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Biologicals. 2010 Jan;38(1):100-4. doi: 10.1016/j.biologicals.2009.10.008. Epub 2010 Jan 15.

How safe is blood, really?

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1
Department of Transfusion Medicine, Clinical Center, Building 10, Room 1C-711, National Institutes of Health, Bethesda, MD 20892, USA. hklein@dtm.cc.nih.gov

Abstract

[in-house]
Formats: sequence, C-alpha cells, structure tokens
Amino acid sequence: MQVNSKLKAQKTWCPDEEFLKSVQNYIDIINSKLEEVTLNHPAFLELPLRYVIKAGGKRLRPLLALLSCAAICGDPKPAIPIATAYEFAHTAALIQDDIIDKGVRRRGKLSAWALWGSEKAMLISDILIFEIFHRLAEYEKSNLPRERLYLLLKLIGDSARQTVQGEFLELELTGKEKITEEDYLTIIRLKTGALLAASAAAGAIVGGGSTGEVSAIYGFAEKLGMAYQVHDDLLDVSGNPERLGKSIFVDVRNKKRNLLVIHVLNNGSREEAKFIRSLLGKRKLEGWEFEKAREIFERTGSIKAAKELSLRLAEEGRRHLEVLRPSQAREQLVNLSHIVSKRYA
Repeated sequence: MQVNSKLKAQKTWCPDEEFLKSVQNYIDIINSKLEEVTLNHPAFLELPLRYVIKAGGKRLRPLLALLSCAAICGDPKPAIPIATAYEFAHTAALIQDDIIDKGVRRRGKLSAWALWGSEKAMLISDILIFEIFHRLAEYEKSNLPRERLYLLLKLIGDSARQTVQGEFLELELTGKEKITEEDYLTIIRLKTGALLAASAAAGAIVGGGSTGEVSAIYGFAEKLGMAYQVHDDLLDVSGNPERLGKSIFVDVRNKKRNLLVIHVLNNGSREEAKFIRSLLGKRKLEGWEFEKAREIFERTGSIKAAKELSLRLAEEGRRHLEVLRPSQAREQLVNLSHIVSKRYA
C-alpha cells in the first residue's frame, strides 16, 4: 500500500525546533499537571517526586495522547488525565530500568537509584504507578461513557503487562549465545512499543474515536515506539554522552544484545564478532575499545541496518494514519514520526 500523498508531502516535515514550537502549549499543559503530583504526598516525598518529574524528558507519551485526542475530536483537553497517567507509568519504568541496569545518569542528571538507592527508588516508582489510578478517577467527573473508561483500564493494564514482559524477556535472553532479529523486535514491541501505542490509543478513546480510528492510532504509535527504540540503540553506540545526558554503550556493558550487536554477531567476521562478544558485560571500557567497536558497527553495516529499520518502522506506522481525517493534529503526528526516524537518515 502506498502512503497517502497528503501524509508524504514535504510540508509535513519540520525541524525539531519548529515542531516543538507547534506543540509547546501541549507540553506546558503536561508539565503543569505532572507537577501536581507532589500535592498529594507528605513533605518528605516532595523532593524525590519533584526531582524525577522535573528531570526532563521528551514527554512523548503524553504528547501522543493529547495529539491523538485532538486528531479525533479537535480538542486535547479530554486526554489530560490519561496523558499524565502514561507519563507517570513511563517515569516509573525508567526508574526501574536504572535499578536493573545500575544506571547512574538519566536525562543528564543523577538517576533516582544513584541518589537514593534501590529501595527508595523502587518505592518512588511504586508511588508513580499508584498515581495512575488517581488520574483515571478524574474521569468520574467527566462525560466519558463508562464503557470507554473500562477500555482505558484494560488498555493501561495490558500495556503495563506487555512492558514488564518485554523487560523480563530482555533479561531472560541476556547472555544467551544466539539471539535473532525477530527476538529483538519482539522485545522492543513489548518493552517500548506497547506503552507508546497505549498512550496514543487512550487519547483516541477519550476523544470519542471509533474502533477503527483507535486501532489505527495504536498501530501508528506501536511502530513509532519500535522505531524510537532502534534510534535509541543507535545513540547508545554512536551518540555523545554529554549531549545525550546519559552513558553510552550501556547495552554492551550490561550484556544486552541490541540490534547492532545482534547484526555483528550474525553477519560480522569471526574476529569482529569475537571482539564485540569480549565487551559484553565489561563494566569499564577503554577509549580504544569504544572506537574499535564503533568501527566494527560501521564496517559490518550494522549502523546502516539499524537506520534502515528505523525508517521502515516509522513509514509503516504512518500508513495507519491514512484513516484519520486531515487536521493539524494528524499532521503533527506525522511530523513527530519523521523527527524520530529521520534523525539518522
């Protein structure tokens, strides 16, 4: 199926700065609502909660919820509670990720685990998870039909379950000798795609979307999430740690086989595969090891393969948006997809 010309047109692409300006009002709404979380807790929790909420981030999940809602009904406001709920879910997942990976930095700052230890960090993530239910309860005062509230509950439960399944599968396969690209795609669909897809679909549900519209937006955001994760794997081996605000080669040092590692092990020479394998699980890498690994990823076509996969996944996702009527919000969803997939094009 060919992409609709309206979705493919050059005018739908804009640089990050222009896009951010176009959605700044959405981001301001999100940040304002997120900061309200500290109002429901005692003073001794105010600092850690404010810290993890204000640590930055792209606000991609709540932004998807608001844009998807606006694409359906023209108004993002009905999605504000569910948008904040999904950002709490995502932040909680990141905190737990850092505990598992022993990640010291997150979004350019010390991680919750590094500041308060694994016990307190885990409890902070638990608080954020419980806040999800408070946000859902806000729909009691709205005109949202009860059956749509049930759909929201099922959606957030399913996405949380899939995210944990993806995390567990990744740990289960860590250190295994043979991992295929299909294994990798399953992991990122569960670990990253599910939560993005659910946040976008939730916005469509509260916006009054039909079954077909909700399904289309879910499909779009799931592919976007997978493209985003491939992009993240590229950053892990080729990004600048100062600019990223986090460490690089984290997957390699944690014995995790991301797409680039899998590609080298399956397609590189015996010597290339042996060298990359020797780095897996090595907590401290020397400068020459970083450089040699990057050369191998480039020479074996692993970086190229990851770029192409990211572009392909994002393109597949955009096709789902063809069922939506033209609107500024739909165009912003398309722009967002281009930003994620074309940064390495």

Blood is safer than it has ever been, however the progression of transfusion from dangerous intervention to reliable supportive care been non-linear. Disparities resulting from geography, economy, and social class persist. Some risks are known, others are unknown but predictable, and still others may be totally unpredictable. Among the known risks are infectious and immunologic events that can be calculated per unit of blood transfused. These risks vary by component. Among the unknown risks are the potential for emerging pathogens transmitted by blood and for processing or storage lesions to result in short or long-term toxicity. National registries provide some reassurance that transfusion may not affect mortality significantly beyond the first few weeks after administration. Nevertheless, transmission of novel pathogens, repeated allogeneic stimulation, and infusion of cytokines or chemokines may have unrecognized consequences. Blood safety can be effected dramatically with small investment in developing countries. In the developed world, technologies such as pathogen inactivation, antigen camouflage, component substitutes, or cell expansion promise relatively small advances in safety at substantial cost. No strategy guarantees zero-risk.

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